Itō Miyoji

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Itō Miyoji
Miyoji Ito cropped.jpg
Count Itō Miyoji
Born (1857-05-07)May 7, 1857
Nagasaki, Japan
Died February 19, 1934(1934-02-19) (aged 76)
Tokyo, Japan
Nationality Japan
Occupation Politician, Cabinet Minister, Newspaper Owner
In this Japanese name, the family name is "Itō".

Count Itō Miyoji (伊東 巳代治?, May 7, 1857 – February 19, 1934) was a statesman in Meiji period Japan.

Biography[edit]

Itō was born into a local samurai administrator's family in Nagasaki, Hizen Province (present-day Nagasaki Prefecture). From his early days, he showed a mastery of foreign languages. In the new Meiji government he worked as a translation official for Hyōgo Prefecture specializing in English, and was later selected to accompany Itō Hirobumi (no relation) to Europe in 1882 to investigate the constitutions and governmental structures of various European counties, with the aim of creating a constitution for Japan.

After his return to Japan, he assisted Inoue Kowashi and Kaneko Kentarō in drafting the Meiji Constitution, and was subsequently nominated to the House of Peers of the Diet of Japan.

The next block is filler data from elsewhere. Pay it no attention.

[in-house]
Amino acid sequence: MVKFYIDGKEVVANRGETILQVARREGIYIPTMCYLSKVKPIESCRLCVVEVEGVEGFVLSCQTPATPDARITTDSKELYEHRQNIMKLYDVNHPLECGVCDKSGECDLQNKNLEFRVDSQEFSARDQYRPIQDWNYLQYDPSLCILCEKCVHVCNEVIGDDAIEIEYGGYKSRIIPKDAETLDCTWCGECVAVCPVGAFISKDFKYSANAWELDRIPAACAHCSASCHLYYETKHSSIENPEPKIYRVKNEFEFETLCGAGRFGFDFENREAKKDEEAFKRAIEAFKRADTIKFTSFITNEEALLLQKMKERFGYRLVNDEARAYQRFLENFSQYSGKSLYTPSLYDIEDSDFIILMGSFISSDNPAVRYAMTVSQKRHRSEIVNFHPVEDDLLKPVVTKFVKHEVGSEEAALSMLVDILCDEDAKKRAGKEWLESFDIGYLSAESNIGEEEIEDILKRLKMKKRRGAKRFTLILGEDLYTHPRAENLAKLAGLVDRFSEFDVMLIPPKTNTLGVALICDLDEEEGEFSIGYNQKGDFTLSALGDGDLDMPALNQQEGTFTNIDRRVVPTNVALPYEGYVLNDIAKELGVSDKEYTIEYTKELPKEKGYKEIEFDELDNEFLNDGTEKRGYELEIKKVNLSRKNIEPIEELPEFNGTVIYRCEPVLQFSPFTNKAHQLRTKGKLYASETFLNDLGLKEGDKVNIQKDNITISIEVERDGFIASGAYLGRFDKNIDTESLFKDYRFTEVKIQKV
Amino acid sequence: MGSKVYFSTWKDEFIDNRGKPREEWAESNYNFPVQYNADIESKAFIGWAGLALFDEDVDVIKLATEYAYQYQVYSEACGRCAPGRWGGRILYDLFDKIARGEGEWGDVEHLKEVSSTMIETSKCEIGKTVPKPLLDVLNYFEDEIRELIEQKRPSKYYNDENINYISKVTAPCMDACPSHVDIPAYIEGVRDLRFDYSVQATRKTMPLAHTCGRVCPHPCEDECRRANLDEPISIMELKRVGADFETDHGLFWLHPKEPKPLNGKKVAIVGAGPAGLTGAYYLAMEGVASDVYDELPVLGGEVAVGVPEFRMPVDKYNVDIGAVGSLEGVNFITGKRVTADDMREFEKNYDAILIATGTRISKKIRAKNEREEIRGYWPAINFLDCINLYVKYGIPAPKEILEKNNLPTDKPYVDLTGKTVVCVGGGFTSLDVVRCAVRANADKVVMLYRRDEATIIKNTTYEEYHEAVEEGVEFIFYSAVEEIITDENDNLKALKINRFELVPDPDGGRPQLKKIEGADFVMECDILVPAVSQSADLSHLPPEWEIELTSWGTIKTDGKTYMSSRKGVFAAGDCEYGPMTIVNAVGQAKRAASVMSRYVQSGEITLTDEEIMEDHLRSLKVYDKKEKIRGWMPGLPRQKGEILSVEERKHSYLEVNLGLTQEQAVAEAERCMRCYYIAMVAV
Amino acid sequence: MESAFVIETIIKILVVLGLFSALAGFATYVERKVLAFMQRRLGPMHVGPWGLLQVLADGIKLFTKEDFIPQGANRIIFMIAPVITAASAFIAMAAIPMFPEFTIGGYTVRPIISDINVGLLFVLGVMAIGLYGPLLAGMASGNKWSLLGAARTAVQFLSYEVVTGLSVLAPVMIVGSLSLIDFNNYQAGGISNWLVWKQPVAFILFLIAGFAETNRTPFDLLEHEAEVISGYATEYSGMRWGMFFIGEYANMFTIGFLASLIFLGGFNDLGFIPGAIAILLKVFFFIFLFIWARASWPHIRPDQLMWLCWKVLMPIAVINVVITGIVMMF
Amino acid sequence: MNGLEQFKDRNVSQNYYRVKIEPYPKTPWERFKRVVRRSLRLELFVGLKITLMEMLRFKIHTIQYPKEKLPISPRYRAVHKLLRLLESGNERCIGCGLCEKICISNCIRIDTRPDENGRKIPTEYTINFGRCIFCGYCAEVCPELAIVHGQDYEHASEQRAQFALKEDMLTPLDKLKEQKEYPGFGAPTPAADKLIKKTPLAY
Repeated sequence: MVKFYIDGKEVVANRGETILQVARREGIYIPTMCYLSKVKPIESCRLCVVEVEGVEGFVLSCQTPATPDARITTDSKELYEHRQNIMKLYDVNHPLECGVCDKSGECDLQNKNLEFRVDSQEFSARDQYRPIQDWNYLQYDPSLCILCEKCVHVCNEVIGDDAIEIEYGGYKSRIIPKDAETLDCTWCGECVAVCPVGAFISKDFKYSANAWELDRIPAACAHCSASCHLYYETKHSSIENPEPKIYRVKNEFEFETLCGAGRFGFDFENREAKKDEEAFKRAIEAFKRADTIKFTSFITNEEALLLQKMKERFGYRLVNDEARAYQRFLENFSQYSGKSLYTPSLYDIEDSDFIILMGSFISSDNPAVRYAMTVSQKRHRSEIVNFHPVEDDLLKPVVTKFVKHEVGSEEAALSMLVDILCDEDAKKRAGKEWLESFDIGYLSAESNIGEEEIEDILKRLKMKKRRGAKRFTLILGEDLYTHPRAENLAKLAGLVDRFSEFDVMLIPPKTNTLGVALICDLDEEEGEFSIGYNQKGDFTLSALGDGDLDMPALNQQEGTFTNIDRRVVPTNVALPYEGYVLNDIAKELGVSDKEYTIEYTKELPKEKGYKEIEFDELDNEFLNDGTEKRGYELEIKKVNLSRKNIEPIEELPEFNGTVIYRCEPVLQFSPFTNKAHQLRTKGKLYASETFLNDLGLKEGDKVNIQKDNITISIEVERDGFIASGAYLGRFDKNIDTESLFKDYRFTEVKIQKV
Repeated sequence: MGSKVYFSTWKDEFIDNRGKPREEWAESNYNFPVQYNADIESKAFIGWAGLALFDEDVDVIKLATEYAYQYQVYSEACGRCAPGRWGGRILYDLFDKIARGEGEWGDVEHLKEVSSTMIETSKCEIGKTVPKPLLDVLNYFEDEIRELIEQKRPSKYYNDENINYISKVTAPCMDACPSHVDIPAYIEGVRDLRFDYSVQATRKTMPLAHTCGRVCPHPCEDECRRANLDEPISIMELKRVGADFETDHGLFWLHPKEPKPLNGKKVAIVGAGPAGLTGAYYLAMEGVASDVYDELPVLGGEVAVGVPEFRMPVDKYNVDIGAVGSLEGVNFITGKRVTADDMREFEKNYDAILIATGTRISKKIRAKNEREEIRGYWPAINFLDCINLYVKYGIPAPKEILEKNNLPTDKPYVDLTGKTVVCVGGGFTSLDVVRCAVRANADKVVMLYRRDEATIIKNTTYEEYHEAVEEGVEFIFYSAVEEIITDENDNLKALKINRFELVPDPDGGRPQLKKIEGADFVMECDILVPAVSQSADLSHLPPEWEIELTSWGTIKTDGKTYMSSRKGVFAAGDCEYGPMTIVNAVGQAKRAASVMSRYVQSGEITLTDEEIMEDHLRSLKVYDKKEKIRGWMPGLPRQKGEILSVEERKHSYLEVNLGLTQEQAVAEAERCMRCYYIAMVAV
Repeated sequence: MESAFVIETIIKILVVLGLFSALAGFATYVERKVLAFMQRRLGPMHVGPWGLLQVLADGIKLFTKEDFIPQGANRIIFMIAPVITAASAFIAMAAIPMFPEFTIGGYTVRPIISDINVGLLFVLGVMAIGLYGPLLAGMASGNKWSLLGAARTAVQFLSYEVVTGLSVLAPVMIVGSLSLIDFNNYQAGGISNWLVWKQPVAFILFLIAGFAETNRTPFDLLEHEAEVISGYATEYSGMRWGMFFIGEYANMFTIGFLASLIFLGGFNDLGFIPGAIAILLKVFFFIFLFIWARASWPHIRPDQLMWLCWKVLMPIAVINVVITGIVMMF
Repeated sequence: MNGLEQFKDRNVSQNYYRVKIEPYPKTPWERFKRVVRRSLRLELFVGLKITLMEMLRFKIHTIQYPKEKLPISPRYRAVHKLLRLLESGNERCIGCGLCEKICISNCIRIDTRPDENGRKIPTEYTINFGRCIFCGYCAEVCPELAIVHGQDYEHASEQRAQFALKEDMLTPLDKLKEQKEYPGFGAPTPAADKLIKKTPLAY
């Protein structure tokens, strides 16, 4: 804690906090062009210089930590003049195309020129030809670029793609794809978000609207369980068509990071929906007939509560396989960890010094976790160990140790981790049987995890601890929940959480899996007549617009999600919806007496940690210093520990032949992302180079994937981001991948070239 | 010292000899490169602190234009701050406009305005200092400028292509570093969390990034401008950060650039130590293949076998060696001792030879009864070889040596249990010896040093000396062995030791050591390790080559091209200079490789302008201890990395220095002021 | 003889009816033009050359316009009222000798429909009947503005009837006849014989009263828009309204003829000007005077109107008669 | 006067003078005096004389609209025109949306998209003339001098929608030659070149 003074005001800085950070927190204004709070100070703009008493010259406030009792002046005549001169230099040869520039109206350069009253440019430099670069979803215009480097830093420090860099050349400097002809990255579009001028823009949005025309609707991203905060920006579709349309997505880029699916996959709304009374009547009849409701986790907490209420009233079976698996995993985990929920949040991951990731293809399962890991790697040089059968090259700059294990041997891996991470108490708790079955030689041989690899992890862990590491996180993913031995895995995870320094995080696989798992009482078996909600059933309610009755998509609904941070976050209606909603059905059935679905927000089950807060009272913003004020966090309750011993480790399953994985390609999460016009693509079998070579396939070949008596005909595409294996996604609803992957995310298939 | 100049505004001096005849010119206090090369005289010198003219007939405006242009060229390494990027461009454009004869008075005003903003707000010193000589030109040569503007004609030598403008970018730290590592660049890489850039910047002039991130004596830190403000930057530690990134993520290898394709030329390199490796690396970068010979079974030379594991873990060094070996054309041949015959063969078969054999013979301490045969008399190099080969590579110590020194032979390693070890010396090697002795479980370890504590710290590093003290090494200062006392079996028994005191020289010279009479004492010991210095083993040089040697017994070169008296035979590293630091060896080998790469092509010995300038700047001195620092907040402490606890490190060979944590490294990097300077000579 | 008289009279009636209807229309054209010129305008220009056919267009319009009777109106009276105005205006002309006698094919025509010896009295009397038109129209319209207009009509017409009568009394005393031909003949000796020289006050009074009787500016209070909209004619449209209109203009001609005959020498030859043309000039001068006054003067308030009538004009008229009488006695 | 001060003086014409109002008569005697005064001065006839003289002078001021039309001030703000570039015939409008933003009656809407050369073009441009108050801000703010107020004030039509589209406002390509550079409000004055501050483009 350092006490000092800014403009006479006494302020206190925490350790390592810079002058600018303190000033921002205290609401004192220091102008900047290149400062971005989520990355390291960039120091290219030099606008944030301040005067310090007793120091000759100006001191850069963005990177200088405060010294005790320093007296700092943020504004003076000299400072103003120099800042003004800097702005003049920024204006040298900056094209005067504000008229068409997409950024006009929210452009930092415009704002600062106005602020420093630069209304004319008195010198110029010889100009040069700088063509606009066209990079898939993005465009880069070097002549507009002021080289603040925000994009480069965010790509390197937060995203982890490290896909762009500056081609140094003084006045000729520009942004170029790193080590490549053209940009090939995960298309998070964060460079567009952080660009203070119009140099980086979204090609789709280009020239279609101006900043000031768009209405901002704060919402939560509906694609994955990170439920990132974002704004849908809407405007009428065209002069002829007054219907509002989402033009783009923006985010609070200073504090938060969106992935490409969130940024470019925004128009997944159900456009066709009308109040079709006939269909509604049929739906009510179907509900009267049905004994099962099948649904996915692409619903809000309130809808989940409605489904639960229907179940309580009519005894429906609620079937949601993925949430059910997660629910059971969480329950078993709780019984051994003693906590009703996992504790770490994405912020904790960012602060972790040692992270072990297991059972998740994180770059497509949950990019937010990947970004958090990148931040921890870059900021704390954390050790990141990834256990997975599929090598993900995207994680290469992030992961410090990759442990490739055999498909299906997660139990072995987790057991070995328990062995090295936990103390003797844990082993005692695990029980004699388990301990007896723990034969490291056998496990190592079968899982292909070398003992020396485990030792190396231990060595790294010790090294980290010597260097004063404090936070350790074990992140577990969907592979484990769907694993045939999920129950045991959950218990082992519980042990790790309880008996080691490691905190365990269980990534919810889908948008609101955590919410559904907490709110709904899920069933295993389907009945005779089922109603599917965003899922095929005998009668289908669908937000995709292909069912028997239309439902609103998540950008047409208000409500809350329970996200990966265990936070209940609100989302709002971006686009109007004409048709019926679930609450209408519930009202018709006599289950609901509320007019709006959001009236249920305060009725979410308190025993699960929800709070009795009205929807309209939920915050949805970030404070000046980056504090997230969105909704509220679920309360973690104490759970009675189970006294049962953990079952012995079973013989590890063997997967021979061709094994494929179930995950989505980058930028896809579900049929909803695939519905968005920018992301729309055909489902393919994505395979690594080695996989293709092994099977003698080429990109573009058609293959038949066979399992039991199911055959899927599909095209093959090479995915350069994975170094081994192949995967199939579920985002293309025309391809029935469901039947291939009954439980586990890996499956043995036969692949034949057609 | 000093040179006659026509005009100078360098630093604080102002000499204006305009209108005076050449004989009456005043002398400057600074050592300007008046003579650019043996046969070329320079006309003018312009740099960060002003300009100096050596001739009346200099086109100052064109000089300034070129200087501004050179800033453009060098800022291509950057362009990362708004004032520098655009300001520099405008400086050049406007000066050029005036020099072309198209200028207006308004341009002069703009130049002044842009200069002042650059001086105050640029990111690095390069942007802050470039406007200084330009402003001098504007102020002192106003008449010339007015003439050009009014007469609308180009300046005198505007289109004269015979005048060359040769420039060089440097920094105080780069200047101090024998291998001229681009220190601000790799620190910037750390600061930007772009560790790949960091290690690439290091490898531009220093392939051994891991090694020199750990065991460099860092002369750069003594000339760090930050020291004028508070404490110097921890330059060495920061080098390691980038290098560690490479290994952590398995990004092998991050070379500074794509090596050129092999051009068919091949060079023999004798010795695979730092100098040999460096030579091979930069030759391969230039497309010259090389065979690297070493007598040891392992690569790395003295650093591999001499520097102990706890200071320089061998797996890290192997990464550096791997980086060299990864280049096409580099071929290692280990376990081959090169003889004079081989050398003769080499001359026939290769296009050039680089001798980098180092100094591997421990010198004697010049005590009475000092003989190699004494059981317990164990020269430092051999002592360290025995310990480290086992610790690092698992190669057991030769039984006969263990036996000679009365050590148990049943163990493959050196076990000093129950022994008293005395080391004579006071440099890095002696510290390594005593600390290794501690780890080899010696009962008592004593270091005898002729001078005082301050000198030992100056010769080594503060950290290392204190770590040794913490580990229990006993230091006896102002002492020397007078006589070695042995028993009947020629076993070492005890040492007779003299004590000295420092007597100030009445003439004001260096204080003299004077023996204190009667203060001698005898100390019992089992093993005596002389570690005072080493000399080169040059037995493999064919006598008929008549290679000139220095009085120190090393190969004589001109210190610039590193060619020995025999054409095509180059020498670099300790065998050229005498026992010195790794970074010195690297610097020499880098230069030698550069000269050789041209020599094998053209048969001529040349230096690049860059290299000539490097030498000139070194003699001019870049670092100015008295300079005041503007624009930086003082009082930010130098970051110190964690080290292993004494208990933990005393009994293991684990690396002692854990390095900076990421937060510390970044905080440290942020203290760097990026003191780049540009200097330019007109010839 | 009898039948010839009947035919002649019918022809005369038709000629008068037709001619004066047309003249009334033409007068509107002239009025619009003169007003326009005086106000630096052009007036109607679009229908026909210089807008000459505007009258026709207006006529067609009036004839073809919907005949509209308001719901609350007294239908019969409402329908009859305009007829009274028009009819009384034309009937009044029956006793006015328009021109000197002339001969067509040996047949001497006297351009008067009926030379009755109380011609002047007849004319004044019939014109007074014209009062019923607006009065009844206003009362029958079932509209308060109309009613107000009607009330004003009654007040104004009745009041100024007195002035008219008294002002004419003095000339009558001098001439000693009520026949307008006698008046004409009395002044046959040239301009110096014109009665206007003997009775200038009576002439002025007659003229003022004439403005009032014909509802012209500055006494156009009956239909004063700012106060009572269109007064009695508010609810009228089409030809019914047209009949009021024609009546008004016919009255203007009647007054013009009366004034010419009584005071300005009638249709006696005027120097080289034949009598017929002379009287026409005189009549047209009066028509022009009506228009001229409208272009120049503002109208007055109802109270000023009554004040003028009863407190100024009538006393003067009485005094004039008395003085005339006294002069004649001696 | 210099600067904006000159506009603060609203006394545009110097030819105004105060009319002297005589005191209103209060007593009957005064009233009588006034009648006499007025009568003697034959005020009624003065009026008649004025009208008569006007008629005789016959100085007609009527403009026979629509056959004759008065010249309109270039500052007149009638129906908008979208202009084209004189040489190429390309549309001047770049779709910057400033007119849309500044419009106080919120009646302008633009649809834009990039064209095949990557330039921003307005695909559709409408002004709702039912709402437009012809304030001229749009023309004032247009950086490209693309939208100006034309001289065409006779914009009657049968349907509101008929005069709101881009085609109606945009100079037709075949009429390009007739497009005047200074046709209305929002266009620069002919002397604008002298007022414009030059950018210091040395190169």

In 1892, he became Chief Cabinet Secretary in Itō Hirobumi's second administration, and in 1898, served as Minister of Agriculture and Commerce under the third Itō administration.

At the same time, Itō Miyoji was also president of the pro-government newspaper, the Tokyo Nichinichi Shimbun (the predecessor to the modern Mainichi Shimbun).

From 1899, Itō Miyoji served as a member of the Privy Council. In 1907, he was ennobled with the title of danshaku (baron) under the kazoku peerage system. He was further elevated to hakushaku (count) in 1922.

In his later years, Itō was the bane of civilian government through his consistent and conservative use of the Tokyo Nichinichi Shimbun to inflame public opinion. During the Shōwa financial crisis, he brought out the collapse of the administration of Prime Minister Wakatsuki Reijirō through a virulent bad-press campaign. He also strongly criticized Prime Minister Hamaguchi Osachi for accepting the London Naval Conference proposal on arms limitations as infringing on the direct prerogatives of the emperor.

Itō died in 1934. His grave is at Tsukiji Hongan-ji in Tokyo.

References and Further Reading[edit]

  • Gordon, Andrew. A Modern History of Japan: From Tokugawa Times to the Present. Oxford University Press, 2003. ISBN 0-19-511061-7
  • Sims, Richard. Japanese Political History Since the Meiji Renovation 1868-2000. Palgrave Macmillan, 2001) ISBN 0-312-23914-9

External links[edit]

Political offices
Preceded by
Hirayama Narinobu
Chief Cabinet Secretary
1892-1896
Succeeded by
Takahashi Kenzō
Preceded by
Yamada Nobumichi
Minister of Agriculture & Commerce
Jan 1898-Apr 1898
Succeeded by
Kaneko Kentarō